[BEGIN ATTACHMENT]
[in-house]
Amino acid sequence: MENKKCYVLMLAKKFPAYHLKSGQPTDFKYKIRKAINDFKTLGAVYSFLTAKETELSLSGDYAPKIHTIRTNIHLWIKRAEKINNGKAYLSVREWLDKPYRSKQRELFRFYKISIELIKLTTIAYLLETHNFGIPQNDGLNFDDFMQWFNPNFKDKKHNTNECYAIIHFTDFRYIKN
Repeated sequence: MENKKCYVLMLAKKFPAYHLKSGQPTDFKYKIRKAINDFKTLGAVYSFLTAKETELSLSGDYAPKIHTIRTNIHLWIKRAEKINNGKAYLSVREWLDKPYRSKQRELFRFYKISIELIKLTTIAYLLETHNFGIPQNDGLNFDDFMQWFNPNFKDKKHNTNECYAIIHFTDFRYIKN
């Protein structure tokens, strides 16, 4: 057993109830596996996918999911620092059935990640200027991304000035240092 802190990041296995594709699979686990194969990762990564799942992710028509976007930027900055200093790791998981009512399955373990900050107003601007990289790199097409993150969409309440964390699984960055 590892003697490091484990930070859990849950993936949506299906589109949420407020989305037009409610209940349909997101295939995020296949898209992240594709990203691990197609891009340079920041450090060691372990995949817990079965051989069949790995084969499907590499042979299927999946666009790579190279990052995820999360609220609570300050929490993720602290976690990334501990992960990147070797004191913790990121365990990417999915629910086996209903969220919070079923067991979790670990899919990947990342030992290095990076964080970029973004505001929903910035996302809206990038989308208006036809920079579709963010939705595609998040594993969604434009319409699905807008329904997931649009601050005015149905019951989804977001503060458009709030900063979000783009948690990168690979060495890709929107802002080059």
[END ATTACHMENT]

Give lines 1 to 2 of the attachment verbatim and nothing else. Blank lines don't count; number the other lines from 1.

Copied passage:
[in-house]
Amino acid sequence: MENKKCYVLMLAKKFPAYHLKSGQPTDFKYKIRKAINDFKTLGAVYSFLTAKETELSLSGDYAPKIHTIRTNIHLWIKRAEKINNGKAYLSVREWLDKPYRSKQRELFRFYKISIELIKLTTIAYLLETHNFGIPQNDGLNFDDFMQWFNPNFKDKKHNTNECYAIIHFTDFRYIKN